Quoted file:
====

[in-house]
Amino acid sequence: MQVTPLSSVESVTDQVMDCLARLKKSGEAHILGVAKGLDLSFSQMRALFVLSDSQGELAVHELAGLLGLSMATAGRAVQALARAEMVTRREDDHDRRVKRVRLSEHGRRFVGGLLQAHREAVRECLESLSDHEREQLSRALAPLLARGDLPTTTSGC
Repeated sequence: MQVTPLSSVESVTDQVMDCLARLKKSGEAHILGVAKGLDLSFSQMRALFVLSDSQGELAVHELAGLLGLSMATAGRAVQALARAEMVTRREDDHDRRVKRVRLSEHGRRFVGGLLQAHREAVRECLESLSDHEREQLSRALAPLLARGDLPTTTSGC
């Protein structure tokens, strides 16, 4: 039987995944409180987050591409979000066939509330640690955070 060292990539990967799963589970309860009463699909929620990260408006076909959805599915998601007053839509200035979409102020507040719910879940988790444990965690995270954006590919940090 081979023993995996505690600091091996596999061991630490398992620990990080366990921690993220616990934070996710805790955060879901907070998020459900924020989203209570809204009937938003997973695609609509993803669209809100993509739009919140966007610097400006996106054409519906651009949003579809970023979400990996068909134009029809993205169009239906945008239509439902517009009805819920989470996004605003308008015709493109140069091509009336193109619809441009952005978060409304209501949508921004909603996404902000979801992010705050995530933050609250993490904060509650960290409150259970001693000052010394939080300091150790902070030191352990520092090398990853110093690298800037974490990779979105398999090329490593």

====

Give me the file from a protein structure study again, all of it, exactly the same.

[in-house]
Amino acid sequence: MQVTPLSSVESVTDQVMDCLARLKKSGEAHILGVAKGLDLSFSQMRALFVLSDSQGELAVHELAGLLGLSMATAGRAVQALARAEMVTRREDDHDRRVKRVRLSEHGRRFVGGLLQAHREAVRECLESLSDHEREQLSRALAPLLARGDLPTTTSGC
Repeated sequence: MQVTPLSSVESVTDQVMDCLARLKKSGEAHILGVAKGLDLSFSQMRALFVLSDSQGELAVHELAGLLGLSMATAGRAVQALARAEMVTRREDDHDRRVKRVRLSEHGRRFVGGLLQAHREAVRECLESLSDHEREQLSRALAPLLARGDLPTTTSGC
């Protein structure tokens, strides 16, 4: 039987995944409180987050591409979000066939509330640690955070 060292990539990967799963589970309860009463699909929620990260408006076909959805599915998601007053839509200035979409102020507040719910879940988790444990965690995270954006590919940090 081979023993995996505690600091091996596999061991630490398992620990990080366990921690993220616990934070996710805790955060879901907070998020459900924020989203209570809204009937938003997973695609609509993803669209809100993509739009919140966007610097400006996106054409519906651009949003579809970023979400990996068909134009029809993205169009239906945008239509439902517009009805819920989470996004605003308008015709493109140069091509009336193109619809441009952005978060409304209501949508921004909603996404902000979801992010705050995530933050609250993490904060509650960290409150259970001693000052010394939080300091150790902070030191352990520092090398990853110093690298800037974490990779979105398999090329490593």